Police are tasked with handling any situation, at any given time. And when lives are at stake, you have to be willing to do what’s necessary when the time comes. This means you can’t prepare for what’ll happen, and sometimes, you might need some help.
Officer Ashley Haresty was the one to respond to a call from a gas station in Columbia, South Carolina. A man inside the store, Donald Brown, had not only punched the clerk, the one who called the cops, but also pulled out a knife and wouldn’t let the clerk and another person leave the gas station.
When Brown went outside, he was confronted by Officer Haresty. And the whole thing was caught on video.
When Haresty confronted the suspect, he refused to back down. She tried talking him down, but the suspect still would not comply. It looked like he had no intentions of backing down.
It became clear this man was not going to stop, so the officer yelled at him to get on the ground, as she started pointing a taser gun at him. Brown refused to, so she resorted to using the taser.
But Brown would not go down.
The taser had little effect on the man. Haresty then tried to take him down physically, and it turned into a scuffle right in the middle of the gas station.
With the officer and the suspect fighting, and civilians close by, any number of things could’ve gone wrong.
Haresty was having a hard time subduing Brown, and it looked like she was all by herself in this.
But another person that was witnessing this was Cray Turmon.
Turmon is currently down on his luck, and is trying to get his life back on track; he’s homeless, and living in a local shelter. He just happened to be in the area while he witnessed this go down. And he knew the severity of the situation.
“She’d done everything she could,” Turmon told WACH about Officer Haresty. “Something had to be done.”
Knowing that the officer had used everything in her arsenal, Turmon decided to help her.
He went and tackled the suspect.
Turmon took him down to the ground, and this allowed the police to finally put the handcuffs on him. The suspect had been apprehended, thanks to Turmon.
He said how in that instance, he had tunnel vision; all he was focusing on was making sure the suspect wasn’t going to hurt Haresty, or anyone else in the area. And the police department wanted him to know how much they appreciated his selfless actions.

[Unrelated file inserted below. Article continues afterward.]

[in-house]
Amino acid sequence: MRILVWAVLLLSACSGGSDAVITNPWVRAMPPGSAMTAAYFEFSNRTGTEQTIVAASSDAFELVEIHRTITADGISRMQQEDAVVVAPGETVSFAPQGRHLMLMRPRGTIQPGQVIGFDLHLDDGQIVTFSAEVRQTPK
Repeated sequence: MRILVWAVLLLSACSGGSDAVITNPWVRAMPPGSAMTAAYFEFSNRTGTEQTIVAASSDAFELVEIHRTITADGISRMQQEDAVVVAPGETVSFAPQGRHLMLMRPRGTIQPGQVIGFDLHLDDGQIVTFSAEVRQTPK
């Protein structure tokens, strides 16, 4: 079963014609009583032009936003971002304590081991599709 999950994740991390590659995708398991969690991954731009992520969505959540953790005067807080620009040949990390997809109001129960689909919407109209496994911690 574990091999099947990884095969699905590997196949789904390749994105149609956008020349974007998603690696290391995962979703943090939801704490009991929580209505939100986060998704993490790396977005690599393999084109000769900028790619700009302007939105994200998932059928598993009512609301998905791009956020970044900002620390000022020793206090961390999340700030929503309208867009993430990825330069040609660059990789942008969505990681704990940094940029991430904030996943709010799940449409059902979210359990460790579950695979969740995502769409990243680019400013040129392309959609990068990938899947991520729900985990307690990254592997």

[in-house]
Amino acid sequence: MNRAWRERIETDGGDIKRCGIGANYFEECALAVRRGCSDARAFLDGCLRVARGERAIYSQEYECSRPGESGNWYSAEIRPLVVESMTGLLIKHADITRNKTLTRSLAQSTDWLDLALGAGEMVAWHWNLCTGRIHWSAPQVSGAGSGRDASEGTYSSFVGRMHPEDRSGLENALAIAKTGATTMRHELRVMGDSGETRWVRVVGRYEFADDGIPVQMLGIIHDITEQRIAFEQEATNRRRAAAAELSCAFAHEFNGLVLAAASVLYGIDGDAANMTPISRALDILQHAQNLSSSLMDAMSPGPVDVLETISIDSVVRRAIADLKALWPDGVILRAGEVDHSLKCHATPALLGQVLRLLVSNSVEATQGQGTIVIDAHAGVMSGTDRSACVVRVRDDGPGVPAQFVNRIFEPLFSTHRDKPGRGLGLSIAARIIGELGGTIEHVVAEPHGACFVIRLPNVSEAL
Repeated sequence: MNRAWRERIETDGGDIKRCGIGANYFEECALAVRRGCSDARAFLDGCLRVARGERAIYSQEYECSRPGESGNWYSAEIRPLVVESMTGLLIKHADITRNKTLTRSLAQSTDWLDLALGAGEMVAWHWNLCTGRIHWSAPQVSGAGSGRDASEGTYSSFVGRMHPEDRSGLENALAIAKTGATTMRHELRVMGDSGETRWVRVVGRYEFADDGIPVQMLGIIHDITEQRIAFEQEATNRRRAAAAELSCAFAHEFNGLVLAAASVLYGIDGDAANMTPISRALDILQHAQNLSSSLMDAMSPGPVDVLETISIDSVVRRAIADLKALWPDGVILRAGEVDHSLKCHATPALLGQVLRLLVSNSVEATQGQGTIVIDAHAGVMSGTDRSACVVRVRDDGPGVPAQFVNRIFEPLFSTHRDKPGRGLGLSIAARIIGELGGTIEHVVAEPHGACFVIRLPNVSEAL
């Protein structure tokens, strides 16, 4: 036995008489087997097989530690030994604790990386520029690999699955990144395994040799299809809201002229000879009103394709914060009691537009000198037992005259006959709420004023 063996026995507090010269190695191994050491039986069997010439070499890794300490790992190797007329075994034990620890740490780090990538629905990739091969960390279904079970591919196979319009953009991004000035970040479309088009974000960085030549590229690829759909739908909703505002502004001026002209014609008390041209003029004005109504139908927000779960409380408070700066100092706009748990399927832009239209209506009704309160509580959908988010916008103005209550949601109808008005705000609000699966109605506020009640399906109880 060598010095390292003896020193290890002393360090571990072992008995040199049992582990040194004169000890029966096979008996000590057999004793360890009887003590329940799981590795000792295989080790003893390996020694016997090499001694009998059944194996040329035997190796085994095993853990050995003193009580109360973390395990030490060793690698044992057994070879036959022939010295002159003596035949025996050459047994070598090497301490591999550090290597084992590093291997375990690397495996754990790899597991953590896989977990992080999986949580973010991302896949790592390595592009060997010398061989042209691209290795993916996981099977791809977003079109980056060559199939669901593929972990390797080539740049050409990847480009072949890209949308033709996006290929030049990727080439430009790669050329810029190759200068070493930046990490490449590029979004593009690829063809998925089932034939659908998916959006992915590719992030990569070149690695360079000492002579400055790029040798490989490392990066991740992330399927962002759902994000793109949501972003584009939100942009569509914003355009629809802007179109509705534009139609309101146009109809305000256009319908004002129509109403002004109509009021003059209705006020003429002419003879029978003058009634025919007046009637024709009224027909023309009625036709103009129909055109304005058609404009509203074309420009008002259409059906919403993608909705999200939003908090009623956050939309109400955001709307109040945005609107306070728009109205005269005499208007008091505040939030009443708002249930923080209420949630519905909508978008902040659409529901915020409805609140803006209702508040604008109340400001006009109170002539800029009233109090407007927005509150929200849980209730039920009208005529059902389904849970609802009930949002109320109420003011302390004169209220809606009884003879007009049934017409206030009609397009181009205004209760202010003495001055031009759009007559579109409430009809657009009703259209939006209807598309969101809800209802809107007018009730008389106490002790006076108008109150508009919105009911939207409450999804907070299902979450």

For his heroics, Turmon was recognized by the Columbia Police department, not only in a ceremony but on the department’s Facebook page as well. The page said how, “Often times, when you least expect it, an invaluable gift comes when you need it the most . . . Bravo Mr. Cray Turmon for your random act of kindness.”
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Turmon said himself that it’s nice to be on the good side of the law; part of the reason he’s struggling right now was because of his troubled past, notably the DUIs he’s gotten that caused him to lose his license.
“I’m an ex-criminal, and it actually felt good to have the law pat me on my back,” he said.
The police chief himself had honored the man with a certificate for his “extraordinary actions to preserve life and aid public safety.” He was also given two gift cards, just in time for Christmas.
In the eyes of Cray Turmon, he was just doing the right thing. Even police officers need help once in a while. Thanks to Turmon’s quick thinking, the suspect was taken down and what could’ve been something that resulted in — has been avoided.
And he hopes that his story shows that even if someone down on his or her luck like him can make a difference, then anyone can.
Stories like these aren’t easy to come by, so when they make the news, they circulate quickly. These great acts of humanity give us hope and inspire us, so it wasn’t surprising that in the aftermath of Turmon’s good deed, even complete strangers wanted to thank and congratulate him.
People started sending in donations—an iPad, gift cards, a museum membership, and, of course, cash via an online fundraiser.
“You just made the world a better place to live,” one kind man wrote on a GoFundMe page someone set up for Turmon. Within a couple of days, people raised over four times the $1,000 goal—but with it came both positive and negative feelings for Turmon.
Turmon, who is a struggling with alcoholic, felt the attention suddenly turn overwhelming. With sudden access to all this cash, he started feeling the pressure.
“People I don’t even know,” he said. “I’m trying to stay humble.”
Luckily, people in the community have been offering him support as well. There have been people helping Turmon get job interviews and helping him manage a secure account with the fundraiser money so he is able to put it to good use.
“I don’t want handouts,” Turmon said. “It’s all about me trying to work and earn my own money.”
Turmon said he wanted the money to go through the homeless support group Transitions, so he would be sure to spend it on things he needed.
Lauren Wilkie, of the downtown center for homeless adults, said:
“For someone who’s in recovery, cash is going to hurt more than it’s going to help.”
“We will give him all the cash when he’s ready.”
Turmon had tried earlier in the year to finish a Transitions program but failed, and later came back to try again.
Wilkie told Turmon they were more than willing to let him try as many times as he wanted.
“We’ll let you fail as many times as you need to until you’re ready to succeed,” Wilkie said. And Turmon agreed: “I’m behind her 110 percent.”